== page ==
Supplemental Environmental Projects (SEPs) can be part of a STIP, and are intended to provide extra environmental and public health benefits. SEPs are environmentally beneficial projects which a regulated party agrees to undertake in the settlement of an enforcement action, but which they are not otherwise legally required to perform. These projects can mitigate penalty amounts, but often dollar-for-dollar credit is not given for what is spent.
Consent decrees are the highest level of enforcement action that the agency uses. They are overseen by a court and typically used for cases that have very high penalties, or when court oversight would be necessary or beneficial. This type of action is not commonly used.
How does the MPCA determine penalty amounts?
When the MPCA assigns a penalty, the dollar amount is determined based on consideration of the following factors:
- The potential and/or actual impacts a violation posed to public health and the environment
- The level of non-compliance
- Whether the violation was intentional or accidental
- How prompt and cooperative the Regulated Party was in correcting the problem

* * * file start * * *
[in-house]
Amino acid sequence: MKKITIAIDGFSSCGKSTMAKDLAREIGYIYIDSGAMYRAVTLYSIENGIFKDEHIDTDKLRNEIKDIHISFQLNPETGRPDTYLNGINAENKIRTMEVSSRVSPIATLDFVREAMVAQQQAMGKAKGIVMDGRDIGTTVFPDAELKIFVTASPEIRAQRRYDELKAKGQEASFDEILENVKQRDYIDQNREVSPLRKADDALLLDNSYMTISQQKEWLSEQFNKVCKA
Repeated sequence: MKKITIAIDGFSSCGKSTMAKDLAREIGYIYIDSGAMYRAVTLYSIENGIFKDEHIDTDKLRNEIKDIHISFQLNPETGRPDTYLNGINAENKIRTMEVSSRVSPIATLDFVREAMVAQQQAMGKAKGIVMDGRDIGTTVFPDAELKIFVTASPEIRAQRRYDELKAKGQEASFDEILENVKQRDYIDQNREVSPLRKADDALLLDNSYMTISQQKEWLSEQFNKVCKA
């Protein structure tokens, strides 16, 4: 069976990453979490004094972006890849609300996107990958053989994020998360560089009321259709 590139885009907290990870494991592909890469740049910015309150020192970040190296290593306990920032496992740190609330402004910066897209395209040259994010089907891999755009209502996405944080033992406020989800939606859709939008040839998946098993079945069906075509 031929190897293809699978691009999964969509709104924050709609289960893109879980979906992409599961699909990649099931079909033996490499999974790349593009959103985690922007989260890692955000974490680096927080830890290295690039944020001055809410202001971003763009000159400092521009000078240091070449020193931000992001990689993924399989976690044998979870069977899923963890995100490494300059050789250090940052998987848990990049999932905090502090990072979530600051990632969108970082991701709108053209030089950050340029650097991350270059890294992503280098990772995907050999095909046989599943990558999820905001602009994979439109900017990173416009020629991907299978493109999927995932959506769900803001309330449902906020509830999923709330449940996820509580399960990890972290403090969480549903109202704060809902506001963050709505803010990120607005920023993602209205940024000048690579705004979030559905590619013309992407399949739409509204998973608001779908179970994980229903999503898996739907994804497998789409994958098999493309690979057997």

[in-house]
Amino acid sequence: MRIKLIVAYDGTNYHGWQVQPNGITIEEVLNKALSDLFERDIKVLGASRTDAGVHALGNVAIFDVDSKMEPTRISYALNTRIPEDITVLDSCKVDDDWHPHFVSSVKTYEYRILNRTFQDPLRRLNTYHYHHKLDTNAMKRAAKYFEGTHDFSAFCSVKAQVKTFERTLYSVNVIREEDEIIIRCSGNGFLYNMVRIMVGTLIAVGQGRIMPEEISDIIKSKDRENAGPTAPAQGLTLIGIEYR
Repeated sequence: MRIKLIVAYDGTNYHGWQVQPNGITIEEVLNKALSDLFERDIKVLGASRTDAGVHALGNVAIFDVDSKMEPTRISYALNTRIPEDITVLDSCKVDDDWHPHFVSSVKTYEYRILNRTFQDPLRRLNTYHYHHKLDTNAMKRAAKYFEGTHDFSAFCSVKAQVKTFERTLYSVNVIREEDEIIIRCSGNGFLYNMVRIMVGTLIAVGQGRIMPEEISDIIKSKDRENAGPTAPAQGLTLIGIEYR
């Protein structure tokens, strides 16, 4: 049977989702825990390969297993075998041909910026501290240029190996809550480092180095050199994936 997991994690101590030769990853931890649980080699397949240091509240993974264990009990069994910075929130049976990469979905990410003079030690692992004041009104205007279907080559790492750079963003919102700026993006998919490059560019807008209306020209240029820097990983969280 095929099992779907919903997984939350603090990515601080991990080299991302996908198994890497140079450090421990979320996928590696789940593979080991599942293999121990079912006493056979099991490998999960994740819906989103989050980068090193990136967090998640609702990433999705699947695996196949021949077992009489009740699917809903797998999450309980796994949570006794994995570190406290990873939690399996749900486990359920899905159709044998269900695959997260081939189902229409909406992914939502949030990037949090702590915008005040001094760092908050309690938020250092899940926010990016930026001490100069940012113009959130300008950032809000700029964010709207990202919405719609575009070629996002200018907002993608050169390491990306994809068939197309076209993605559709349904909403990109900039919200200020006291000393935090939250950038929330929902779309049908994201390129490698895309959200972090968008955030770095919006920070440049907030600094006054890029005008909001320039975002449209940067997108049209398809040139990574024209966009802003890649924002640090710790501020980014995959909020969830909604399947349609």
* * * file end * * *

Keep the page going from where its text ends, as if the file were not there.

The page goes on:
- Whether the violation was an isolated incident or part of a pattern of violations
- Whether a business gained an economic benefit from the violations
Does the U.S. EPA play a role in MPCA compliance & enforcement?
Occasionally an enforcement action will be handled by the U.S. Environmental Protection Agency (U.S. EPA). This generally happens in cases where the violations involve environmental issues over which the MPCA has no regulatory authority, but the EPA does. It may also happen in cases where MPCA negotiations break down, or in some instances where a case shifts from civil to criminal proceedings.
Does the MPCA publicize enforcement actions via the news media?
The MPCA sends out news releases about environmental enforcement cases to inform the public and provide a deterrent effect to other regulated parties. Enforcement cases with a net monetary penalty of $10,000 or more are subject to an individual news release being issued. A summary of all public APOs and STIPs are published on the MPCA web site biannually (twice per year).
Can a citizen report a potential environmental violation?
Yes. If you have information about a pollution problem that you've seen, you can submit it to the MPCA using the form available on the Citizen Complaints page.
Is there a way to find out what regulated parties may be in my neighborhood?
Yes. An online application, called What’s in my neighborhood?, offers you a way to access a wide variety of environmental information about your community.